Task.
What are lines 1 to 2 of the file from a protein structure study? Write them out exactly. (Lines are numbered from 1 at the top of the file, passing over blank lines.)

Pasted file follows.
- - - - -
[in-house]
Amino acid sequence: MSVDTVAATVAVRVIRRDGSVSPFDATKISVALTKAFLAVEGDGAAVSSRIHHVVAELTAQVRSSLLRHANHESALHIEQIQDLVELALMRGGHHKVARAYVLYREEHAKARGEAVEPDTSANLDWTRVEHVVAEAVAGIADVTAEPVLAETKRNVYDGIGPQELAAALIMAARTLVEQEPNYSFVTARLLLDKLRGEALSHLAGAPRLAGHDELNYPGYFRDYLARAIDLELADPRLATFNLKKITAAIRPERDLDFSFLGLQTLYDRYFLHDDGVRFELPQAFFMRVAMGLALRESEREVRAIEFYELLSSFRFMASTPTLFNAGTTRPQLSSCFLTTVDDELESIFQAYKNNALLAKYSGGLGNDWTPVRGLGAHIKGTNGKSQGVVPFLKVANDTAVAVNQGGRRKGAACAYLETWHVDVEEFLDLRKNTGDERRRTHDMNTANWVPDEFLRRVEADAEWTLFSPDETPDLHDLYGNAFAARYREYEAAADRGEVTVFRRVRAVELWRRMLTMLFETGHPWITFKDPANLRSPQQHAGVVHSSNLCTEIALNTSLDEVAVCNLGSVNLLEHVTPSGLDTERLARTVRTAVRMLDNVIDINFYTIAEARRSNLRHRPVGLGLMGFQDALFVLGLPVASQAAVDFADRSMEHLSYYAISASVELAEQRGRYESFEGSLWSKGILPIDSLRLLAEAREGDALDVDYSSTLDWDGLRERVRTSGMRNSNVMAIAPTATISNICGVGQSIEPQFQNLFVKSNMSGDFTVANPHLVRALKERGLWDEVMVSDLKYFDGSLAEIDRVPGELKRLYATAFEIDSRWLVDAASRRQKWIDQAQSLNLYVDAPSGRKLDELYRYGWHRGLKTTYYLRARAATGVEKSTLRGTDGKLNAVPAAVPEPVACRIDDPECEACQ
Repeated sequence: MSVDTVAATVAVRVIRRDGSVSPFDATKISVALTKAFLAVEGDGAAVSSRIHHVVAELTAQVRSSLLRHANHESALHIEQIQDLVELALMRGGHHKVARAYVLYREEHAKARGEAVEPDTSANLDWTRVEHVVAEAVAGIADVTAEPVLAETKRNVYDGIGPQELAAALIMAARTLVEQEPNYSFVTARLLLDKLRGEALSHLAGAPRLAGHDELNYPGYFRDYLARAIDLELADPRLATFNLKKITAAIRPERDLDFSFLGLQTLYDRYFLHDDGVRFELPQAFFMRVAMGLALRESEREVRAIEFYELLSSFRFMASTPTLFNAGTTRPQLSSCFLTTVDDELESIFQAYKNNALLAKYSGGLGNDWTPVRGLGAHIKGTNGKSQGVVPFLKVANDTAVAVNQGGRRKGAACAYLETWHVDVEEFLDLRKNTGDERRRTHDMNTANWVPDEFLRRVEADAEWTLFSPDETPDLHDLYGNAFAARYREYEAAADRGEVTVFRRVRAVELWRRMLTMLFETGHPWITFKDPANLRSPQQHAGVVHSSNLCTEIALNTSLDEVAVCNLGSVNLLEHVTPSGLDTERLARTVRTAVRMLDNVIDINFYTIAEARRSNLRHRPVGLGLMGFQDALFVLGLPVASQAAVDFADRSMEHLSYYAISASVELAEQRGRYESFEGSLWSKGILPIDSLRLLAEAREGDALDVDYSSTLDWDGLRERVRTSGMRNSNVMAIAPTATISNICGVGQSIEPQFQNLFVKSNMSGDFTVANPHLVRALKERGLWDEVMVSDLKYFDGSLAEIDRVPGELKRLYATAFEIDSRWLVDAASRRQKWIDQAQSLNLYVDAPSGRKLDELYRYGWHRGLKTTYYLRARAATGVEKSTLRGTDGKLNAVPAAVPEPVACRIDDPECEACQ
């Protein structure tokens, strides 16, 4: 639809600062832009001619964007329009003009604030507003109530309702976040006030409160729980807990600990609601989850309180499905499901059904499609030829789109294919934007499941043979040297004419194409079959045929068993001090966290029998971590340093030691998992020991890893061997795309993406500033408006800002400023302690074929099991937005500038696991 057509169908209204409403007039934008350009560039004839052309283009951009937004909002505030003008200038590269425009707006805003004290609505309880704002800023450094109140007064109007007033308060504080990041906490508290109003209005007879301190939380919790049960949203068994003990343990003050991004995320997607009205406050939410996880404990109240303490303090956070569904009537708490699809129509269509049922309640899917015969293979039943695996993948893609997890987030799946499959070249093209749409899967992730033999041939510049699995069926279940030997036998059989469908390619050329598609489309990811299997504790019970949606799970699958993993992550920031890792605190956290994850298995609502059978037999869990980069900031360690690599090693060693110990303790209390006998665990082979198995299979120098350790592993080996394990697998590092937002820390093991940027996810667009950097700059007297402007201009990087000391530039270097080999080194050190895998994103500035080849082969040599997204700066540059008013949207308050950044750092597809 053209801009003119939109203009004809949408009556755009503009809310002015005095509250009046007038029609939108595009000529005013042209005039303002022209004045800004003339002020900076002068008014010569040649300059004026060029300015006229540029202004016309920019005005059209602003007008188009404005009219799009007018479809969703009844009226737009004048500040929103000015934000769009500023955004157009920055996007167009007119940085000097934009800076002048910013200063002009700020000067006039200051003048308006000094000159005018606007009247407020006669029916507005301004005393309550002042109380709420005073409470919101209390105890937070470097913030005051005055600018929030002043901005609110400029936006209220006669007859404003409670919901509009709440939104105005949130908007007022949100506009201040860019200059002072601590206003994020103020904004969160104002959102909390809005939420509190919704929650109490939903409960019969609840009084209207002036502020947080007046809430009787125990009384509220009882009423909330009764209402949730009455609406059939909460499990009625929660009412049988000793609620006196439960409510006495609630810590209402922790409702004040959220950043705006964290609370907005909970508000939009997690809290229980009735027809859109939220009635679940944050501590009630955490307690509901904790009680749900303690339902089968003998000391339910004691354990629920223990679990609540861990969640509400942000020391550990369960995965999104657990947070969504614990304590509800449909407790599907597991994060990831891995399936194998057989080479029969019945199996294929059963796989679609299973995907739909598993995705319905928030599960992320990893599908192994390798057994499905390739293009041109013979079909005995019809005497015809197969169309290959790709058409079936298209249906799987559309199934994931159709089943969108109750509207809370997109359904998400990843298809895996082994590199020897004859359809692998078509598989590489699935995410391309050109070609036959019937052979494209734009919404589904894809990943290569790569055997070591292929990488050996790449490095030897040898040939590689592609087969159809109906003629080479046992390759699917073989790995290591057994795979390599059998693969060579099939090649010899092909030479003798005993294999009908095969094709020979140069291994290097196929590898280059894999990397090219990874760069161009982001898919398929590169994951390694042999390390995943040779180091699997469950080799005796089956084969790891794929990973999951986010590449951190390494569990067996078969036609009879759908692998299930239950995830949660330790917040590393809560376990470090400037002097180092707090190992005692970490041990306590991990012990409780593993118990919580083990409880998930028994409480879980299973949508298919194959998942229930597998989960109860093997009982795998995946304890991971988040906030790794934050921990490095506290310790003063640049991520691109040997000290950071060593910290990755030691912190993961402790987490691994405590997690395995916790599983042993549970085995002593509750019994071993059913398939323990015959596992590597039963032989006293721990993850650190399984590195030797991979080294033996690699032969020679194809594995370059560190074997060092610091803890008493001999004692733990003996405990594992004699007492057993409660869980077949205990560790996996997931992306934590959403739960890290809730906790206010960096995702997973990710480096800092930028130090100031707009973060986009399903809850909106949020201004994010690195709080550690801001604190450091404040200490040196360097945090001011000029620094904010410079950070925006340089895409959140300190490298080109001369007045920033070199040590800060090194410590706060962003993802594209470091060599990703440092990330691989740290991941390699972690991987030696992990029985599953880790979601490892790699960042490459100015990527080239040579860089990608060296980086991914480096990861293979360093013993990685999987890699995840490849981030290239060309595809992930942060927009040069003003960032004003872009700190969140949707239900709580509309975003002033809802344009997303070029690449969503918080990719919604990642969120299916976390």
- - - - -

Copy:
[in-house]
Amino acid sequence: MSVDTVAATVAVRVIRRDGSVSPFDATKISVALTKAFLAVEGDGAAVSSRIHHVVAELTAQVRSSLLRHANHESALHIEQIQDLVELALMRGGHHKVARAYVLYREEHAKARGEAVEPDTSANLDWTRVEHVVAEAVAGIADVTAEPVLAETKRNVYDGIGPQELAAALIMAARTLVEQEPNYSFVTARLLLDKLRGEALSHLAGAPRLAGHDELNYPGYFRDYLARAIDLELADPRLATFNLKKITAAIRPERDLDFSFLGLQTLYDRYFLHDDGVRFELPQAFFMRVAMGLALRESEREVRAIEFYELLSSFRFMASTPTLFNAGTTRPQLSSCFLTTVDDELESIFQAYKNNALLAKYSGGLGNDWTPVRGLGAHIKGTNGKSQGVVPFLKVANDTAVAVNQGGRRKGAACAYLETWHVDVEEFLDLRKNTGDERRRTHDMNTANWVPDEFLRRVEADAEWTLFSPDETPDLHDLYGNAFAARYREYEAAADRGEVTVFRRVRAVELWRRMLTMLFETGHPWITFKDPANLRSPQQHAGVVHSSNLCTEIALNTSLDEVAVCNLGSVNLLEHVTPSGLDTERLARTVRTAVRMLDNVIDINFYTIAEARRSNLRHRPVGLGLMGFQDALFVLGLPVASQAAVDFADRSMEHLSYYAISASVELAEQRGRYESFEGSLWSKGILPIDSLRLLAEAREGDALDVDYSSTLDWDGLRERVRTSGMRNSNVMAIAPTATISNICGVGQSIEPQFQNLFVKSNMSGDFTVANPHLVRALKERGLWDEVMVSDLKYFDGSLAEIDRVPGELKRLYATAFEIDSRWLVDAASRRQKWIDQAQSLNLYVDAPSGRKLDELYRYGWHRGLKTTYYLRARAATGVEKSTLRGTDGKLNAVPAAVPEPVACRIDDPECEACQ